Israeli Occupation defense minister heads to Morocco for 'historic' visit


Published: 2021-11-23 21:55

Last Updated: 2022-05-16 19:17

Credit: AFP
Credit: AFP

Israeli Occupation's Defense Minister Benny Gantz departed for Morocco Tuesday on a "historic" visit aimed at bolstering ties between the countries, at a time when Rabat is embroiled in a standoff over Western Sahara.

The two-day trip comes less than a year after Morocco normalized ties with Israel in a deal brokered by former US president Donald Trump's administration.

In return, Washington recognized the North African kingdom's sovereignty over the disputed territory of Western Sahara.

Before departing, Gantz said he would sign defense "cooperation agreements" with Moroccan counterparts and "continue to strengthen ties.”

Gantz said it was crucial that the "historic" trip proved "successful.”

The trip aims to "set the foundation for all future security cooperation between the Israeli [Occupation] and Morocco", a source familiar with the visit told AFP.
"Until now there has been some level of cooperation; this truly formalises it," the source added.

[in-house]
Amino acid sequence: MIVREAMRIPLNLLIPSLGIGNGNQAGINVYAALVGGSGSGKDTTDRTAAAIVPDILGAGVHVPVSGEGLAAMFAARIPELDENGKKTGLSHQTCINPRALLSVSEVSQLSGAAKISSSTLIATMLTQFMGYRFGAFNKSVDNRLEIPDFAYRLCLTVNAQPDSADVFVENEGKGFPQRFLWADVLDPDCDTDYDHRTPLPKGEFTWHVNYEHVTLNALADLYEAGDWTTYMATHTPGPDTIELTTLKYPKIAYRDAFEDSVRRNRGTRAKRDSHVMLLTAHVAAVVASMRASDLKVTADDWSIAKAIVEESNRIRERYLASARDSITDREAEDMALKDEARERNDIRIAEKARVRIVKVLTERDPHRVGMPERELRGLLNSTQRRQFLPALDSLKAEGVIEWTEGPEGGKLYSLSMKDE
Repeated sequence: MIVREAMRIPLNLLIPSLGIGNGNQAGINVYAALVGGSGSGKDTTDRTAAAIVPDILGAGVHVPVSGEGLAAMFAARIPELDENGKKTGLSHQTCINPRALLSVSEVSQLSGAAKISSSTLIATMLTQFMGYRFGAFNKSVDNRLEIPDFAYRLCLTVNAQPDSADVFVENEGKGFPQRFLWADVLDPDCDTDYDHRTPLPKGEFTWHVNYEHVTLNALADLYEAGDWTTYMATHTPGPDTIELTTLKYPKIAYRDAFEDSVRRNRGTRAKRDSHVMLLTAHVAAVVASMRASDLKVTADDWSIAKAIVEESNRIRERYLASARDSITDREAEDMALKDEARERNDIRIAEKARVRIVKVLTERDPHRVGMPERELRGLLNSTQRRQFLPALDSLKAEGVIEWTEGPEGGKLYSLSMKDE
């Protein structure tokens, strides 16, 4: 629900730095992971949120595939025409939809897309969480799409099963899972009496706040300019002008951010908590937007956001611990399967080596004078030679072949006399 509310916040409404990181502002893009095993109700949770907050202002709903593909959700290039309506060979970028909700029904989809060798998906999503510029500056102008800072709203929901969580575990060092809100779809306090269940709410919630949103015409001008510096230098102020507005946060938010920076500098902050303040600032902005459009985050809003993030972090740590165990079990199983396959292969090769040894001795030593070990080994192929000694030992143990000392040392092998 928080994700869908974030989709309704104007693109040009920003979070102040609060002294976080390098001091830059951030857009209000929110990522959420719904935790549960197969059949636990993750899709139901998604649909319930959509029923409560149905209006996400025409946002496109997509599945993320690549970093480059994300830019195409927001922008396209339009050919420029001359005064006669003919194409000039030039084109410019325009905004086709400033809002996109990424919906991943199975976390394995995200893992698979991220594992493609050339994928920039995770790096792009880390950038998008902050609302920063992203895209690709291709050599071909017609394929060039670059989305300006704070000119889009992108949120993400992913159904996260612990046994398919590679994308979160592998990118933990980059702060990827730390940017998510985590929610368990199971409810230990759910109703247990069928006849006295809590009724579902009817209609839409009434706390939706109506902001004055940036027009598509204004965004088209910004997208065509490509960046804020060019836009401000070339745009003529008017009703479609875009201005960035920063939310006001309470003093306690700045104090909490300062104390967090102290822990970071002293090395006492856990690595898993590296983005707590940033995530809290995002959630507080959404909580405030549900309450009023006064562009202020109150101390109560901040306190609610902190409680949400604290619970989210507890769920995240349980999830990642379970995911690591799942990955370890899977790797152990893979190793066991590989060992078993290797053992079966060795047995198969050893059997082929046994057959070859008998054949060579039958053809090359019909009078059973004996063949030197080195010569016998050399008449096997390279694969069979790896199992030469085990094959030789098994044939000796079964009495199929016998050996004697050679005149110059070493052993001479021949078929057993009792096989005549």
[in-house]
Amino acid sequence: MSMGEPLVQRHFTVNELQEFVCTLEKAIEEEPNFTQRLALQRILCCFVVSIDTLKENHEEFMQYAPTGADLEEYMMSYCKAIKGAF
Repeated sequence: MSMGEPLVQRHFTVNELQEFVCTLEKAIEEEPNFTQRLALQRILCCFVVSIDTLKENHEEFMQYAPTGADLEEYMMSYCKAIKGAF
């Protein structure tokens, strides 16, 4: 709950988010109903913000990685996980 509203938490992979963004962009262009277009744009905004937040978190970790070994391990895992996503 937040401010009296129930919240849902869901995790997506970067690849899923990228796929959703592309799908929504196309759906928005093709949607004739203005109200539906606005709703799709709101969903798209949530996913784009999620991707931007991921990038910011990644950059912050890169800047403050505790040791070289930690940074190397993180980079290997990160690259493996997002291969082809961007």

Morocco controls most of Western Sahara and considers the former Spanish colony part of its sovereign territory.

Tensions have recently flared between Morocco and Algeria, which backs Western Sahara's Polisario Front independence movement.

Algeria cut diplomatic ties with Morocco in August, citing "hostile actions" -- a charge denied by Rabat.

Earlier this month, Algiers accused Rabat of killing three Algerian civilians on a desert highway, raising fears of an escalation.

And Polisario head Brahim Ghali said last week the movement had decided to step up military operations.

- Timing 'not coincidental' -

Bruce Maddy-Weitzman, an Israeli Occupation expert on Morocco, said the timing of Gantz's visit and the signing of an MOU were not a coincidence.

"It's possible that in the context of the Moroccan-Algerian tensions, the Moroccans were the ones who were keen on this," he said.

"It would seem to me that the Moroccans are the ones who are keen on showing everybody –- their own public, their Algerian rivals, the West -- that they are deepening their relationship with the Israeli [Occupation]," said the Tel Aviv University professor.

Morocco and the Israeli Occupation previously set up low-level ties in 1993 but Rabat broke them off at the start of the second Palestinian intifada, or uprising, in 2000.

Rabat normalized ties with the Jewish state last December, shortly after similar announcements by the UAE and Bahrain.